AbClo’s History, Abdomen Closure Technology, and Delivering Better Patient Outcomes

Welcome back to AbClo’s blog on everything open abdominal. In this post we will dive into AbClo, its beginnings, how it functions, and the outcomes you can expect with usage.

AbClo’s beginnings trace back to Federal University of Minas Gerais where the young co-inventor Dr. Joao Rezende-Neto was tasked with managing an overflow of left open abdomen patients. A lack of innovation in abdominal surgical healing meant that most of these patients failed to close and had significant clinical burdens moving forward in life. This thought stayed with Dr. Rezende-Neto until he met Dr. Ori Rotstein at St. Micheal’s in Toronto. Together, Dr. Rezende-Neto and Dr. Rotstein developed AbClo as the newest innovation in open abdominal management since negative pressure wound therapy and AbThera.

How AbClo Works & How To Use It


AbClo functions as a management device for the open abdomen, preventing abdominal wall lateralization and holding the incisional edges of the wound defect close to the midline until the surgeon is ready to close. Mechanistically, it applies circumferential and directed pressure to the entire abdominal wall and the lateral edge of the rectus abdominus muscle.

Application of AbClo involves wrapping a circumferential dynamic retainer (CDR), or binder, around the patient’s torso and clipping the taught binder into two rectus muscle splints on both sides of the incision. The splints are then pushed down and inward towards the midline, engaging the entire abdominal wall. Tensioners are then pulled across the incision and clipped into both splints, stabilizing the applied pressure of the splints and dynamically engaging the rectus abdominus muscle. Over time, this pressure slowly pushes on the abdominal wall until the incisional edges are brought together.

As a step forward in post-surgical wound care, AbClo also incorporates a quantitative monitoring system via a balloon and gauge system. A pressure-sensitive balloon is placed under the tensioners which are tightened to a pressure indicated by the green zone on the adjacent gauge. While in the green zone, patients receive enough tractional force to medialize and reapproximate the muscles and fascia while not increasing inter-abdominal pressure, as to not risk abdominal compartment syndrome.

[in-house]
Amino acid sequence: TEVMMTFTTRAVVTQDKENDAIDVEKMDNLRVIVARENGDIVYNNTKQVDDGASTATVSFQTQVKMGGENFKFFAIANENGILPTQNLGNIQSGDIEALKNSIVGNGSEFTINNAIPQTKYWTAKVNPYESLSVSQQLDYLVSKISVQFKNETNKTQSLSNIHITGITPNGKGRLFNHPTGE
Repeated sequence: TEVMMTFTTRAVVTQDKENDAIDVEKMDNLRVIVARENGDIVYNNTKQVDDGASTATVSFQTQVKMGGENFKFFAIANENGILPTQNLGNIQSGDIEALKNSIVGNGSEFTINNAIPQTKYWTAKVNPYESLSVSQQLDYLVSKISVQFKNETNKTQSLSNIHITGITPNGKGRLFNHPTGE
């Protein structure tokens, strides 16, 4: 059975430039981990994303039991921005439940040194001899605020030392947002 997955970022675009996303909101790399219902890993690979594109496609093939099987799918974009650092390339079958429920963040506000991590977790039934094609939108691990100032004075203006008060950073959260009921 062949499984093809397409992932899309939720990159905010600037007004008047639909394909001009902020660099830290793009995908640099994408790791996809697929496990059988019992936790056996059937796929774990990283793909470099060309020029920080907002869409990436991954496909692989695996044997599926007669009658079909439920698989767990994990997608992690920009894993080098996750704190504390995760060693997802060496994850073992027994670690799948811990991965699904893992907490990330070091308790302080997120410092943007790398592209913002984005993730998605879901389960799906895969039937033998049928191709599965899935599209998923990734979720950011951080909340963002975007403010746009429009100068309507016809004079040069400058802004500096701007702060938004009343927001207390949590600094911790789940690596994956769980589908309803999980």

Clinical Testing & Results

Once Dr. Rotstein and Dr. Rezende-Neto had finalized the design of AbClo, it was time to test this abdominal closure technology in a clinical setting. With all needed approvals, the first prospective clinical study on the management of the open abdomen using AbClo began in 2019. The results were unprecedented.

The main findings of the trial positioned closure rates of the current standard of care with only negative pressure wound therapy (AbThera) against closure rates with AbClo and negative pressure wound therapy. The results, AbClo increased closure rates by 53%, moving from 55.6% success to 85% success. AbClo was also shown to significantly decrease the size of the abdominal defect over time, something just AbThera could not do. But what do these findings really imply?

Since open abdomen approaches began being developed, there has been a fear of failure leading to costly and physiologically challenging planned ventral hernias. AbClo allows surgeons and patients to choose their care paths comfortably, knowing that even if the open approach is taken, the risk of complications doesn’t have to be a burden on your shoulders… or should I say abdomen!

In our next post where we will take you to a first unique case study using AbClo. Click here to read on.

Interested in learning more about the AbClo? Click here.

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